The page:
On the surface this is a book about books. In reality it’s a poignant tribute to life. Will Schwalbe’s mother, Mary Ann (or Mary Anne–she had always added an “e” to the end) has had a long and illustrious career. A former director of admissions at Harvard and Radcliffe, and a founding member of the Women’s Refugee Commission she’s passionately committed to her work. Diagnosed with pancreatic cancer, she is forced to slow down, albeit unwillingly, as she undergoes chemotherapy. She and Will pass the long hours of treatment by reading and talking about books and forming a two-person book club. Their mother and son bond only grows deeper as they connect through the books they read and share. This is a wonderful story about a remarkable woman. Read it and see what you think.
Archive for the ‘Non-fiction’ Category.
Have you always been curious about graphic novels but never actually tried reading one? A graphic autobiography might be a great place for you to start! To celebrate Alison Bechdel’s highly anticipated new book, Are You My Mother?, TIME magazine looks back at other unforgettable autobiographical comics, such as Maus, Persopolis, and more. If you’re looking for something a little different to read this summer, come in and pick one up! I’m personally looking forward to checking out Vietnamerica. Have you read any of these? Do you have any other recommendations?
Have you ever come across a forgotten bookmark left behind in a book? Do you ever wonder who left it, and why they chose what they did to mark their place? For Michael Popek it happens nearly every day. He is a used and rare bookseller who created a blog, http://www.forgottenbookmarks.com/ to showcase the treasures he has found in books. While the blog was initially created for his family and friends, it quickly proved popular with other readers as well. Some of his more interesting finds have been compiled into the book: Forgotten Bookmarks: a bookseller’s collection of odd things lost between the pages which you can find in the library under the call number 790.132 Pop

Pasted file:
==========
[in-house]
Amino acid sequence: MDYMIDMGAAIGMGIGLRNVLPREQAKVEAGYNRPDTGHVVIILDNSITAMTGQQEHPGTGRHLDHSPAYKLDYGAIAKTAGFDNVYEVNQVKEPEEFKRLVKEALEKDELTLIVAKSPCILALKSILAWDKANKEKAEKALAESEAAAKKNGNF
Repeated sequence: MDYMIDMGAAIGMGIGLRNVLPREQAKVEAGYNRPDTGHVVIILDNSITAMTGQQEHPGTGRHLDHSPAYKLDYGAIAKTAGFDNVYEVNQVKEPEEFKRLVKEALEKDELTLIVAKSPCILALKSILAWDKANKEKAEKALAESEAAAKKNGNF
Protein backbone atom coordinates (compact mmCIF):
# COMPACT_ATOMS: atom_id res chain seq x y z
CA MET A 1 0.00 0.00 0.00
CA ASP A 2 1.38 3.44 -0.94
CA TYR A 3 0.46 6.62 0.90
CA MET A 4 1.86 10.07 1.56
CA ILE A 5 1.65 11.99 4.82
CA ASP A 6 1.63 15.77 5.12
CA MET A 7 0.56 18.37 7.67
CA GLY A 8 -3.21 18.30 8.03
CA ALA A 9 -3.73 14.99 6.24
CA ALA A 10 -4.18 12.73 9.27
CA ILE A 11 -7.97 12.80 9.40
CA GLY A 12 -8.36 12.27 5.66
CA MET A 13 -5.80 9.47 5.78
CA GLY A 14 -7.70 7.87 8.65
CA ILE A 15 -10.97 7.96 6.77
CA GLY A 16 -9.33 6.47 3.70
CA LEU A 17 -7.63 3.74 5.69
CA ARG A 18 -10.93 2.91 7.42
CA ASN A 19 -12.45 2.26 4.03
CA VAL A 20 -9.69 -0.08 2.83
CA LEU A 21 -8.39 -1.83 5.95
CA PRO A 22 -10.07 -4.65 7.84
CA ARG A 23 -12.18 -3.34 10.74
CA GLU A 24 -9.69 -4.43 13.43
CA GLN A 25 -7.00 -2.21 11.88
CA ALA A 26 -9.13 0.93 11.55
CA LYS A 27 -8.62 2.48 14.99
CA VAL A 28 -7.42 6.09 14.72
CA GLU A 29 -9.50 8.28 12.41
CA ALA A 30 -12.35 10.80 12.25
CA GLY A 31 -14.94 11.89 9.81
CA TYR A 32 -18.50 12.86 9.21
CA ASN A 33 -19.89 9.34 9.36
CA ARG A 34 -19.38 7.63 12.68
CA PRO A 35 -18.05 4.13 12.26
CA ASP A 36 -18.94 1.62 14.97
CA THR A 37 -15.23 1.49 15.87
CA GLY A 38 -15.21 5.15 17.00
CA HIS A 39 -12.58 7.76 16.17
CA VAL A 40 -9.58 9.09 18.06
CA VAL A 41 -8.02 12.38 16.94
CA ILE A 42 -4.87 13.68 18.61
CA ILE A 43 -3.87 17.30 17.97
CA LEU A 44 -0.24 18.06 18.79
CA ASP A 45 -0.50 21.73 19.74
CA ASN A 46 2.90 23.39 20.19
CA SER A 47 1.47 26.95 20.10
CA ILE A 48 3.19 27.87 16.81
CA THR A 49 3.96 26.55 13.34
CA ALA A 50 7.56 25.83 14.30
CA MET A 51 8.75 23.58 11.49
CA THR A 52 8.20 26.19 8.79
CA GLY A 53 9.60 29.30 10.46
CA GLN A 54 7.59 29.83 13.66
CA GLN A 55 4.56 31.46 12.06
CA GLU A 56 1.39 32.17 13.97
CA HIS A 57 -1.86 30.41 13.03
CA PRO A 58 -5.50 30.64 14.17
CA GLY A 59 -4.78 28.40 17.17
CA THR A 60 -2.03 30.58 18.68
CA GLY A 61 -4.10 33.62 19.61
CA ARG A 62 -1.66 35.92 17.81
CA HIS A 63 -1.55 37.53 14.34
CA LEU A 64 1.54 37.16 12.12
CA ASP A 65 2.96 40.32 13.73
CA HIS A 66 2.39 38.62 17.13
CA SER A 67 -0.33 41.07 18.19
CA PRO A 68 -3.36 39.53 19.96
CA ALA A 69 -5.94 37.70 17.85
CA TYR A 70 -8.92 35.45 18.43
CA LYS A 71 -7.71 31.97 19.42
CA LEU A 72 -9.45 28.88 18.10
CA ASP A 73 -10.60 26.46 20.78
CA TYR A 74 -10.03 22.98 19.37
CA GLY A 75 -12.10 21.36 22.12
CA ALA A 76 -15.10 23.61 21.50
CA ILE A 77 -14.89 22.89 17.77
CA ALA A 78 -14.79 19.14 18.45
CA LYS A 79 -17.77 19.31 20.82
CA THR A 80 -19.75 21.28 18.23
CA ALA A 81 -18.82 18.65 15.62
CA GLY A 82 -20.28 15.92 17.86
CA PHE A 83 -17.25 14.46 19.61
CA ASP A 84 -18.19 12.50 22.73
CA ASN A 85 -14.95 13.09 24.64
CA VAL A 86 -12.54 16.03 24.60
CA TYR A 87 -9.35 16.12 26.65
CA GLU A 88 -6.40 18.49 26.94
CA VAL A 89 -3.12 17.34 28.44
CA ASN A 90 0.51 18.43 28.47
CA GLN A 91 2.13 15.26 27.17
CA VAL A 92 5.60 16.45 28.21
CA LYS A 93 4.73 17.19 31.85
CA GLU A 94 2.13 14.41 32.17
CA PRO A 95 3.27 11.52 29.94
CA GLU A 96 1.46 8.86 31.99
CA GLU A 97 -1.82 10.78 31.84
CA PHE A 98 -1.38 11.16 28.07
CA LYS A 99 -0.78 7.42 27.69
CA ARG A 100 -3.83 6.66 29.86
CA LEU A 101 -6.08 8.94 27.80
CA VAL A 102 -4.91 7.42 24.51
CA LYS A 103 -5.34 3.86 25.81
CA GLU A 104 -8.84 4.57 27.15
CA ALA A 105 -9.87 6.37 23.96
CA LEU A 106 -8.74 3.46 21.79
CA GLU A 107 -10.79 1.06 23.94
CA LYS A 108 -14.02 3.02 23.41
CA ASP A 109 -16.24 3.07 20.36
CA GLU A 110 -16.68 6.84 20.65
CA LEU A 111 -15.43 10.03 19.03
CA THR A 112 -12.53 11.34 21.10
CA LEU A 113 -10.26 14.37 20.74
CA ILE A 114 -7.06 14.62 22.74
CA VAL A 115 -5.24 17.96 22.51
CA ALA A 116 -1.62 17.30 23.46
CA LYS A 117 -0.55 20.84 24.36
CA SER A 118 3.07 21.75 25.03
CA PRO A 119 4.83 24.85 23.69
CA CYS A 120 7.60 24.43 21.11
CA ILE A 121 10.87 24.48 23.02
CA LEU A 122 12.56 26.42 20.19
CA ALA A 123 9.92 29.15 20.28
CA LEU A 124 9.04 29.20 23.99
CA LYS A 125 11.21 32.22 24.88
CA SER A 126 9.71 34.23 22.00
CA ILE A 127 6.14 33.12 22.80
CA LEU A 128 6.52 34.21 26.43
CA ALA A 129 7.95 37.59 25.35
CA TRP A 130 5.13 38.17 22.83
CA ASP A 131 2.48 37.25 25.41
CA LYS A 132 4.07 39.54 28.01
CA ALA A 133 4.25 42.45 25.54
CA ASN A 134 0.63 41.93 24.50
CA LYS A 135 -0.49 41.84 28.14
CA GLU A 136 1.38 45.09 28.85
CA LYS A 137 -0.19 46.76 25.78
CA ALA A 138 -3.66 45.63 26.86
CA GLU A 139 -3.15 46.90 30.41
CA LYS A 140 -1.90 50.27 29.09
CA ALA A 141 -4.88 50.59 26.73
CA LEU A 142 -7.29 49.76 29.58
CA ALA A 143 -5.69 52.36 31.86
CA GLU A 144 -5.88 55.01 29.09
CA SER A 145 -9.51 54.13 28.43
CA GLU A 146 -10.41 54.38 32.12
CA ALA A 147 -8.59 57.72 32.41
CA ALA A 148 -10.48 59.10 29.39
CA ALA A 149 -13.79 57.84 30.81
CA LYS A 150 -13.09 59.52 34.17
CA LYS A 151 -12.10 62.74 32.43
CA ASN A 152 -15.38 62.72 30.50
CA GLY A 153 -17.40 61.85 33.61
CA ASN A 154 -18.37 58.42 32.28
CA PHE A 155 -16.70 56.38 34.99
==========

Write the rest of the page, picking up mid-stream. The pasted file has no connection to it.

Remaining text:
Check it out and take a look at the “personal, funny, heart-braking and weird” stuff Michael Popek has found within the pages of books.
Entertainment Weekly named Fire and Rain: The Beatles, Simon & Garfunkel, James Taylor, CSNY, and the Lost Story of 1970 by David Browne a “Best New Summer Read.” Browne, an editor at Rolling Stone, covers one of the most interesting times in modern rock history.
Everybody Loves our Town: An Oral History of Grunge was written by Mark Yarm, formerly an editor at Blender. He conducted over 250 interviews to compile this gossipy look at the birth of grunge. Kirkus reviews called it ”one of the most essential rock books of recent years.”
A book that covers a more wide-ranging slice of music history is Rock and Roll Always Forgets: A Quarter Century of Music Criticism by Chuck Eddy. Eddy was the music editor at Village Voice, and also wrote for Rolling Stone, Spin, and other influential music magazines. Publisher’s Weekly says “Eddy’s far-reaching insights into rock music push the boundaries of the rock criticism, showing why he remains one of our most important music critics.”
Have you read any of these? Have any of your own favorite music books to add to the list?